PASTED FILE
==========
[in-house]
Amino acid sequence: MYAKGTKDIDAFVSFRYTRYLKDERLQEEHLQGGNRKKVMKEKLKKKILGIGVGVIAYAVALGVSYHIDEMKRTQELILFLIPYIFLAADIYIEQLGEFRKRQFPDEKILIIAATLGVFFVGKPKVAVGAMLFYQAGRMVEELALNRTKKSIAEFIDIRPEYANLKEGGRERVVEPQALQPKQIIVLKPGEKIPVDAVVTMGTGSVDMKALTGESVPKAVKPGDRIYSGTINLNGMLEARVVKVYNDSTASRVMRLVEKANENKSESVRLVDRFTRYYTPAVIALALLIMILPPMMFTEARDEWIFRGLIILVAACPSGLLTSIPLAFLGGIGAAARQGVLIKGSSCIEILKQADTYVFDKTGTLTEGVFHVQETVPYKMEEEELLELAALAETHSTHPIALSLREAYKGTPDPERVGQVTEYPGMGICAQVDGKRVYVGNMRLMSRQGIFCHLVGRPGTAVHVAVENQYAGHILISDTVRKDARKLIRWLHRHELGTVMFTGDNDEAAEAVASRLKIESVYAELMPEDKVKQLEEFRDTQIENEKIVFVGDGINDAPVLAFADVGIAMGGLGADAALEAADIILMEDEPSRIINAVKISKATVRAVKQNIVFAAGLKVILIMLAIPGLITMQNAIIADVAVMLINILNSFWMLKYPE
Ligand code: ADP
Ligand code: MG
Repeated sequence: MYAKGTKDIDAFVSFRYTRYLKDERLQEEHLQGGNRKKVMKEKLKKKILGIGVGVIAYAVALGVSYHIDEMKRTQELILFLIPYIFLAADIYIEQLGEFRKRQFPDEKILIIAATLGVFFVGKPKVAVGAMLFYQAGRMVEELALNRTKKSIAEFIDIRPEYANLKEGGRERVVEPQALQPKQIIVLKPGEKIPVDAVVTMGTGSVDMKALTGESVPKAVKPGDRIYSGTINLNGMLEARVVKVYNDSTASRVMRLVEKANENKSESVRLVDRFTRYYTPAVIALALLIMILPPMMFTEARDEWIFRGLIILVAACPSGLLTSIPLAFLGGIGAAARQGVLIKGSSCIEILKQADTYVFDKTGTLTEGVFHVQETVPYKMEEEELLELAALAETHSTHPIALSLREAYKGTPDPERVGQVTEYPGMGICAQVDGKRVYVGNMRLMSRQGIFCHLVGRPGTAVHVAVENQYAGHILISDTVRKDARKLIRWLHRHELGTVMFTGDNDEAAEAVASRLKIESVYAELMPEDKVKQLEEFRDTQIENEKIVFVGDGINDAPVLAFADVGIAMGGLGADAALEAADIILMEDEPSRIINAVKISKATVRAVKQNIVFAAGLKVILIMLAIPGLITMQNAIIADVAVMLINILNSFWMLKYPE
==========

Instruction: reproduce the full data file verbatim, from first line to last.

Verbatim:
[in-house]
Amino acid sequence: MYAKGTKDIDAFVSFRYTRYLKDERLQEEHLQGGNRKKVMKEKLKKKILGIGVGVIAYAVALGVSYHIDEMKRTQELILFLIPYIFLAADIYIEQLGEFRKRQFPDEKILIIAATLGVFFVGKPKVAVGAMLFYQAGRMVEELALNRTKKSIAEFIDIRPEYANLKEGGRERVVEPQALQPKQIIVLKPGEKIPVDAVVTMGTGSVDMKALTGESVPKAVKPGDRIYSGTINLNGMLEARVVKVYNDSTASRVMRLVEKANENKSESVRLVDRFTRYYTPAVIALALLIMILPPMMFTEARDEWIFRGLIILVAACPSGLLTSIPLAFLGGIGAAARQGVLIKGSSCIEILKQADTYVFDKTGTLTEGVFHVQETVPYKMEEEELLELAALAETHSTHPIALSLREAYKGTPDPERVGQVTEYPGMGICAQVDGKRVYVGNMRLMSRQGIFCHLVGRPGTAVHVAVENQYAGHILISDTVRKDARKLIRWLHRHELGTVMFTGDNDEAAEAVASRLKIESVYAELMPEDKVKQLEEFRDTQIENEKIVFVGDGINDAPVLAFADVGIAMGGLGADAALEAADIILMEDEPSRIINAVKISKATVRAVKQNIVFAAGLKVILIMLAIPGLITMQNAIIADVAVMLINILNSFWMLKYPE
Ligand code: ADP
Ligand code: MG
Repeated sequence: MYAKGTKDIDAFVSFRYTRYLKDERLQEEHLQGGNRKKVMKEKLKKKILGIGVGVIAYAVALGVSYHIDEMKRTQELILFLIPYIFLAADIYIEQLGEFRKRQFPDEKILIIAATLGVFFVGKPKVAVGAMLFYQAGRMVEELALNRTKKSIAEFIDIRPEYANLKEGGRERVVEPQALQPKQIIVLKPGEKIPVDAVVTMGTGSVDMKALTGESVPKAVKPGDRIYSGTINLNGMLEARVVKVYNDSTASRVMRLVEKANENKSESVRLVDRFTRYYTPAVIALALLIMILPPMMFTEARDEWIFRGLIILVAACPSGLLTSIPLAFLGGIGAAARQGVLIKGSSCIEILKQADTYVFDKTGTLTEGVFHVQETVPYKMEEEELLELAALAETHSTHPIALSLREAYKGTPDPERVGQVTEYPGMGICAQVDGKRVYVGNMRLMSRQGIFCHLVGRPGTAVHVAVENQYAGHILISDTVRKDARKLIRWLHRHELGTVMFTGDNDEAAEAVASRLKIESVYAELMPEDKVKQLEEFRDTQIENEKIVFVGDGINDAPVLAFADVGIAMGGLGADAALEAADIILMEDEPSRIINAVKISKATVRAVKQNIVFAAGLKVILIMLAIPGLITMQNAIIADVAVMLINILNSFWMLKYPE